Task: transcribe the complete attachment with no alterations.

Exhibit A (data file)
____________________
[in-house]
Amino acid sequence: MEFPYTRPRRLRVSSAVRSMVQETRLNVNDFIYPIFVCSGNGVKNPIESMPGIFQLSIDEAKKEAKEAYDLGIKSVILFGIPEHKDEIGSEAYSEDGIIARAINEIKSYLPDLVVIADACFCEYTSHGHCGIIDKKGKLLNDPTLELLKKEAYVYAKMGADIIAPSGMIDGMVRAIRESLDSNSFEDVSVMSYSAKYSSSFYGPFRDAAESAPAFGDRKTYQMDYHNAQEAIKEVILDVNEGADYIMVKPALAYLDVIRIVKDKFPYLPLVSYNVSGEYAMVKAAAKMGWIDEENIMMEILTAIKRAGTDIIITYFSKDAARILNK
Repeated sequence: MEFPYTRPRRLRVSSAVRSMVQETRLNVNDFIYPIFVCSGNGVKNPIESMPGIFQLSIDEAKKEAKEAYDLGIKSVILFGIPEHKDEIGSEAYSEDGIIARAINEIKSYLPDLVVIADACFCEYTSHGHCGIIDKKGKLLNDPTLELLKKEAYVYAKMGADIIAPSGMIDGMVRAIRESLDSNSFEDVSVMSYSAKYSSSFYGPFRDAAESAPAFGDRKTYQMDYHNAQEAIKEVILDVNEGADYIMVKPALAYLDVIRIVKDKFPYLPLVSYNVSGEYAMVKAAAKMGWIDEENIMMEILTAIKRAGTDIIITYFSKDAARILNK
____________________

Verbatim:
[in-house]
Amino acid sequence: MEFPYTRPRRLRVSSAVRSMVQETRLNVNDFIYPIFVCSGNGVKNPIESMPGIFQLSIDEAKKEAKEAYDLGIKSVILFGIPEHKDEIGSEAYSEDGIIARAINEIKSYLPDLVVIADACFCEYTSHGHCGIIDKKGKLLNDPTLELLKKEAYVYAKMGADIIAPSGMIDGMVRAIRESLDSNSFEDVSVMSYSAKYSSSFYGPFRDAAESAPAFGDRKTYQMDYHNAQEAIKEVILDVNEGADYIMVKPALAYLDVIRIVKDKFPYLPLVSYNVSGEYAMVKAAAKMGWIDEENIMMEILTAIKRAGTDIIITYFSKDAARILNK
Repeated sequence: MEFPYTRPRRLRVSSAVRSMVQETRLNVNDFIYPIFVCSGNGVKNPIESMPGIFQLSIDEAKKEAKEAYDLGIKSVILFGIPEHKDEIGSEAYSEDGIIARAINEIKSYLPDLVVIADACFCEYTSHGHCGIIDKKGKLLNDPTLELLKKEAYVYAKMGADIIAPSGMIDGMVRAIRESLDSNSFEDVSVMSYSAKYSSSFYGPFRDAAESAPAFGDRKTYQMDYHNAQEAIKEVILDVNEGADYIMVKPALAYLDVIRIVKDKFPYLPLVSYNVSGEYAMVKAAAKMGWIDEENIMMEILTAIKRAGTDIIITYFSKDAARILNK